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De angelis 2019 the evolution of scientific literature and of the scientist in the digital era


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De angelis 2019 the evolution of scientific literature and of the scientist in the digital era

  1. 1. Illustration:DomMcKenzie,stolenhere, fromaGuardianPostbyStephenBuranyi
  2. 2. Part 4. DIGITAL (SCIENTIFIC) LITERATURE, BIBLIOGRAPHIES AND BIBLIOMETRICS • Tue 22 Jan, morning: The evolution of Scientific Literature (and of the scientist) in the digital era • Wed 23 Jan, morning: How to search (and to find) your scientific references and to realize a PhD Bibliography - a Workshop • Wed 23 Jan, afternoon: The workshop keeps on in the afternoon, for personal reviews (no obligation) • Fri 8 Feb, morning: How to be found (searched/found/quoted/...) and to become a valued scientist (nor necessary nor sufficient conditions, sorry!) • Fri 8 Feb, afternoon: Wednesday workshop goes on, for personal work review and to turn bibliographies in literature reviews (no obligation) • Mon 11 Feb, all day: From bibliographies to BIBLIOMETRIX (a freeware), with Massimo Aria (@unina) and Corrado Cuccurullo (@unina2)
  3. 3. The evolution of Scientific Literature (and of the scientist) in the digital era • A foreword • Some stories • Publishers • Trends (stories again)
  4. 4. A foreword
  5. 5. Problems (academia’s) • To access everything is worth to be known as soon as available (on a subject and about every topic that may interact with our research) • To publish in the most impacting journals (to be most quoted) • To measure our personal impact & authoritativeness • To enhance our visibility • To measure institutional impact and authoritativeness • To measure local or national impact and authoritativeness (i.e on a subject), to award the best researchers and institutions or to set policied for local/national growth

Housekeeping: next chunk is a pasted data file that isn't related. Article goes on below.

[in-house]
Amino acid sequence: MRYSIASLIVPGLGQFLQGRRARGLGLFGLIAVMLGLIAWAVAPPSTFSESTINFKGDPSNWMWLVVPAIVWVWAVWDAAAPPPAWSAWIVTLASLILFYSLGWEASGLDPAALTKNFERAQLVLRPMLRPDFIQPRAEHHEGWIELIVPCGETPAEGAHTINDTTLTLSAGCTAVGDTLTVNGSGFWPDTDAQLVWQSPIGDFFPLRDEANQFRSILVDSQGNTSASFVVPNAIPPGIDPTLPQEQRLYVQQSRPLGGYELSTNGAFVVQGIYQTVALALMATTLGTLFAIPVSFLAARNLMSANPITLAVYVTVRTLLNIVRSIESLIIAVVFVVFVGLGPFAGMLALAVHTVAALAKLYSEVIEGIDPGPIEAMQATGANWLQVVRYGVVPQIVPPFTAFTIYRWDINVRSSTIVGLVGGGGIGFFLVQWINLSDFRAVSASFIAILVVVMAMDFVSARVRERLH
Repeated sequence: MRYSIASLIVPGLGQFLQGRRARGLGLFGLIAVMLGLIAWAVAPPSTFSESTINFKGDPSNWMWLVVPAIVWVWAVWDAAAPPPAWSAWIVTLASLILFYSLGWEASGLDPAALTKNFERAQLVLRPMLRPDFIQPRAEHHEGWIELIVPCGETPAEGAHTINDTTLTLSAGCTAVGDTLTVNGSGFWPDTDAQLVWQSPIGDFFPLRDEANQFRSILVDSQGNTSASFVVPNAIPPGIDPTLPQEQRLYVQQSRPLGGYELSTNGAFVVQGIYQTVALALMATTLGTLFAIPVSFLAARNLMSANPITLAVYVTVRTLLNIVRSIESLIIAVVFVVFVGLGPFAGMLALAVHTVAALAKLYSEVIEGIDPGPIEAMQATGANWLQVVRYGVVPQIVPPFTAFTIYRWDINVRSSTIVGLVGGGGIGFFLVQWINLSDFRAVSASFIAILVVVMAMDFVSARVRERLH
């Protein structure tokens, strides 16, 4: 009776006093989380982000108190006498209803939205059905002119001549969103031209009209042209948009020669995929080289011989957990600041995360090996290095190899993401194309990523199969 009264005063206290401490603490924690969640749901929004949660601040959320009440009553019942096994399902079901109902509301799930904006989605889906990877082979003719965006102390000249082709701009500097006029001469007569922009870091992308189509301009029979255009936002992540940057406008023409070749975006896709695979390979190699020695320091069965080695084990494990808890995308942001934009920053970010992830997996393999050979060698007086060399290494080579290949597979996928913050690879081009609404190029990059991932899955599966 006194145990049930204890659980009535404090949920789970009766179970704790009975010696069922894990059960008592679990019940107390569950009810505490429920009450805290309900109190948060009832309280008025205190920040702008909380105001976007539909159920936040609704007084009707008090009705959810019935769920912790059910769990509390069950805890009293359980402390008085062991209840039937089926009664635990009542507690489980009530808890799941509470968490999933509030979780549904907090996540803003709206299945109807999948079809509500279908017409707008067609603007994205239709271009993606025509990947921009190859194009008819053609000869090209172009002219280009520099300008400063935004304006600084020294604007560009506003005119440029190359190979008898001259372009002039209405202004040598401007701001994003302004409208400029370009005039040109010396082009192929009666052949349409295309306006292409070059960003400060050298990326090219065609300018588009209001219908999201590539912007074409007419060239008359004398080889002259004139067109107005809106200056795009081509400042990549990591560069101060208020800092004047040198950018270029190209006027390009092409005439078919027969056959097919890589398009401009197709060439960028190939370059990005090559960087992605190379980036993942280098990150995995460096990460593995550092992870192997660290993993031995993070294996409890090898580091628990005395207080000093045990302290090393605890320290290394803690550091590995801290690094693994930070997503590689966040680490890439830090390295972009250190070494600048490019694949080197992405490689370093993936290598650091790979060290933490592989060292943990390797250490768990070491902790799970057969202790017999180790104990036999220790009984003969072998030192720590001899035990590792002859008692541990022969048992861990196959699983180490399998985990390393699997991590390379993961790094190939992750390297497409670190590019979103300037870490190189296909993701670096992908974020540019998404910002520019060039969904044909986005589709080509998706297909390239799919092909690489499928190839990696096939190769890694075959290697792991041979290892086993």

6. 6. Problems (yours, as PhD) • To access everything is worth to be known as soon as available (on a subject and about every topic that may interact with our research) • To find the most impacting journals (and, hopefully, to publish, asap) (but also the most interesting conferences, the experts, the labs and institutions …): i.e. to establish a network • To build the most complete bibliographic collection (state of art) and to know the (hi)story of a discipline/field, the most contemporary possible … and to find your place in it • To enhance your visibility
  7. 7. Science, knowledge, publishing and citations «Science is a massively parallel human endeavor to explain and predict the nature of the physical world. In science, knowledge is acquired cumulatively and collaboratively – and the principal mode for sharing this knowledge is the institution of scholarly publishing. In science, ideas are built upon ideas, models upon models, verifications upon prior verifications. This cumulative process of construction leaves behind it a latticework of citations, from which we can reconstruct the geography of scientific thought and retrace the paths along which intellectual activity has proceeded». Publish or perish? Get cited or perish! A quotation about:
  8. 8. Why to publish?? Typical academic Job Post: • You must have a PhD (or equivalent) in a subject relevant to TOPIC together with a broad knowledge of SECOND TOPIC or SUBTOPIC, and a track record of high quality research activity and publishing technical papers in leading international peer-reviewed journals.
  9. 9. Don’t be obsessed with publishing (but write!)
  10. 10. Don’t be obsessed with publishing! Wait to be ready (don’t be scared) Do what you like (be an happy researcher) Loose yourself in your research (with pleasure) BUT Sooner or later, emerge and Publish something And keep on publishing. In any case find the right «BALANCE» Peter Higgs, emeritus professor at Edinburgh University, Nobel laureate 2013 in Physics, said that no university would employ him today, because he would not be considered "productive" enough by the actual academic system. In 30 years after the paper (1964) that took him to that prize, he published less than 10 others … But, he also never sent an email, browsed the internet or even made a mobile phone call. See here. Another quotation (a colleague, Valeria Pracchi)
  11. 11. You may choose to go deep
  12. 12. … but come out ASAP
  13. 13. You may choose to surf the waves of the last scientific fashion …